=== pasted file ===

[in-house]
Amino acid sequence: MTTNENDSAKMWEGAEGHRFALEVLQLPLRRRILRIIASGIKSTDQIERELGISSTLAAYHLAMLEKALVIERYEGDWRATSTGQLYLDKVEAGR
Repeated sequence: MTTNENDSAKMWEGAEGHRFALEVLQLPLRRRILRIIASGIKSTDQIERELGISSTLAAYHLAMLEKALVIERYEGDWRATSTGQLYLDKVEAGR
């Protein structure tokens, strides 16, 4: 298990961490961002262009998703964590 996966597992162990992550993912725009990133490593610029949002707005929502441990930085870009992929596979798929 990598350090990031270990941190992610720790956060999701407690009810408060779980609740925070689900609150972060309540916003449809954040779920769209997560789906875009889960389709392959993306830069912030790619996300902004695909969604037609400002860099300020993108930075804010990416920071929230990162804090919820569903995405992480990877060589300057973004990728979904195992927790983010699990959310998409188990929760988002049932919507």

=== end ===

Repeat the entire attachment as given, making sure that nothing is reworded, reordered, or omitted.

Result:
[in-house]
Amino acid sequence: MTTNENDSAKMWEGAEGHRFALEVLQLPLRRRILRIIASGIKSTDQIERELGISSTLAAYHLAMLEKALVIERYEGDWRATSTGQLYLDKVEAGR
Repeated sequence: MTTNENDSAKMWEGAEGHRFALEVLQLPLRRRILRIIASGIKSTDQIERELGISSTLAAYHLAMLEKALVIERYEGDWRATSTGQLYLDKVEAGR
């Protein structure tokens, strides 16, 4: 298990961490961002262009998703964590 996966597992162990992550993912725009990133490593610029949002707005929502441990930085870009992929596979798929 990598350090990031270990941190992610720790956060999701407690009810408060779980609740925070689900609150972060309540916003449809954040779920769209997560789906875009889960389709392959993306830069912030790619996300902004695909969604037609400002860099300020993108930075804010990416920071929230990162804090919820569903995405992480990877060589300057973004990728979904195992927790983010699990959310998409188990929760988002049932919507």